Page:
I am a full-time writer. I’ve mentioned that about a million times on this blog, along with noting that I run my own business as a freelancer. But today, I’d like to dive a little deeper into what that looks like on a daily basis.I’ll give you a hint.
I don’t actually spend my entire day writing.
Nor, strangely enough, do I spend my whole day in my pajamas, although I work from home and generally spend the majority of my time with my kitty and my newly acquired puppy. No boss checking that I’m meeting dress code here! Except for me, and I have my own policies about that. But, we’ll get into that. In short, this is what a typically day as a freelance scriptwriter looks like.
5:30 – 7 AM: My alarm goes off stupidly early. My husband sets it for me every night, usually because I’m already buried in my blankets and stick my head out to ask if he will. He’s a good sport. I like to get up before the sunrise to get a start on my day before the rest of the world is awake and jostling for my attention. It gives me some space. Now that we have a puppy in the house, I take her out on her leash to use the bathroom, then walk over to my parents’ house to jump on their rebound mini trampoline.
People always laugh at me for the jumping thing. They can’t seem to figure out why I do it, and it weirds them out. Simply put, this is my time. I stick my headphones in, and I work on my books. Stories don’t just show up, you know. You have to plan them. You have to make space for dreaming and talking with characters and imagination, and this is my space. If I don’t have this time, I don’t have books. Period. You might say this is one of the most important parts of my day as a writer.
7 – 8 AM: When I get home, I clean. Obsessively. I find it very hard to be creative if the dishes aren’t done or the floor isn’t swept, so before my day really gets started, I make sure that all the little chores are well and truly finished. This is also when I get dressed—no pajamas here. I’ve learned through a bit of trial and error that I feel 100% better if I’m dressed for work and have done my hair and makeup. It’s the little things.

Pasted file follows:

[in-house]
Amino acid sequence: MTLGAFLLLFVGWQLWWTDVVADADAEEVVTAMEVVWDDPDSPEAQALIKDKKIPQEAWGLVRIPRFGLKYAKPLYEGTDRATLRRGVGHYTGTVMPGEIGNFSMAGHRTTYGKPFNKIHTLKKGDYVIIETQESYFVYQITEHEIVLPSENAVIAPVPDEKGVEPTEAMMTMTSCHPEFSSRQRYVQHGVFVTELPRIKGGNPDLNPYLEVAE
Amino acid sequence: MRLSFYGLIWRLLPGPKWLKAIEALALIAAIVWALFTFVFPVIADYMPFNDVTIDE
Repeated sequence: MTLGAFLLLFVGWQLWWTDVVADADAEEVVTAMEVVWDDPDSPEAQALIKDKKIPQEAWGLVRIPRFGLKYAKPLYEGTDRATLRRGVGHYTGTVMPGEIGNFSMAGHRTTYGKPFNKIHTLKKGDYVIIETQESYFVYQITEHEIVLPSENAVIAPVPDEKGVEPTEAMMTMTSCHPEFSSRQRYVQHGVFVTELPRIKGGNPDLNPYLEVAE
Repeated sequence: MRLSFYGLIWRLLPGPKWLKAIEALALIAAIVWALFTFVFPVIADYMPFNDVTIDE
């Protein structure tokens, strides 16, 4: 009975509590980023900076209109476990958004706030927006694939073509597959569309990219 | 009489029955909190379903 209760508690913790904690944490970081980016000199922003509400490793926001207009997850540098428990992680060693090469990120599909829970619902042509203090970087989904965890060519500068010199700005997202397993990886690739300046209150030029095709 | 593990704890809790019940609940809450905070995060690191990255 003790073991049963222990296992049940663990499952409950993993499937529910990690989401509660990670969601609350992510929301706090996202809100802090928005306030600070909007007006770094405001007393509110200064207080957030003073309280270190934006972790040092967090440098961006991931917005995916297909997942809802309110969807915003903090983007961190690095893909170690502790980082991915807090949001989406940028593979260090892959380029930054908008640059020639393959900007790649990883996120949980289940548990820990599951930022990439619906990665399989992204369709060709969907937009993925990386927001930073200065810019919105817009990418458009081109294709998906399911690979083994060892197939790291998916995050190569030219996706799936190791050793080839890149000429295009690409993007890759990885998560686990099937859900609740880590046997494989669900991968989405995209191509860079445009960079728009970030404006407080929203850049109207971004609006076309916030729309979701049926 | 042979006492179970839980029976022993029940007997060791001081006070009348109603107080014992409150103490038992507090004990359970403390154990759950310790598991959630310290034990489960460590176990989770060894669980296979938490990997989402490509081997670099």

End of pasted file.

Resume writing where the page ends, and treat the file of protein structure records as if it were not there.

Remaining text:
8 – 9 AM: I study Spanish with Duolingo. This is one of my weirder habits—it has nothing to do with my career, probably won’t be relevant to my daily life anytime soon, and as much as I enjoy it, I probably will never become a fluent—or even competent—Spanish speaker. But it’s something new and different for my brain to do, and it keeps me sharp.
9 – 12 AM: This is my first big ‘chunk of work’ for the day. I generally have meetings during this time to discuss scripts, casting, story problems, or just provide updates for deadlines and revisions that need to happen. When I’m not in meetings, I’m writing. Depending on the day, I might be throwing together an outline for the team to approve for a script, or drafting a chapter for one of my two books in progress, or writing dialogue for a script. This is all usually accompanied by a cup of tea, trips outside with the puppy, and my kitty attempting to crawl into my lap to get the love and attention she deserves.
12 – 2 PM: Lunch, another trip outside with the puppy, and maybe if I have time, I’ll walk over to my parents house to see actual human people and jump. Another brainstorm session helps get me back in the game for an afternoon of writing.
2 – 4 PM: More writing. Afternoons are hard, y’all. This is when I start falling asleep. Music generally helps, and sprints with my writers’ group over text. When we’re all working, it always encourages me to get more words in. If I’m working on books that particular day, this is also where I will switch projects. 1000 words in the morning for one book, 1000 words in the afternoon for another. We don’t always hit that, but we try.
4 – 6 PM: I’m prepping dinner, listening to crime podcasts or an audio book, and taking the puppy out for a good romp before the husband gets home and we eat together.
6 – 9 PM: This is supposed to be free time. It really, really is. But if I’ve got a tight deadline on a script that I’m trying to meet, or if I happen to be feeling particularly inspired, I’ll curl up on my couch with my computer and get in a few hundred extra words. My cat usually sits on top of me, and my husband plays video games next to me, so it’s all very cozy. Or, if my writers’ group is up for it, we’ll toss out a few prompts through text and free write for a while—which is always good for creativity and opens up dozens of interesting doors.
There you have it! This is what a typical day as a freelance writer looks like—at least in my neck of the woods. This was an enormously long post, but if you’ve ever wondered what a writer actually does in a day, now you know!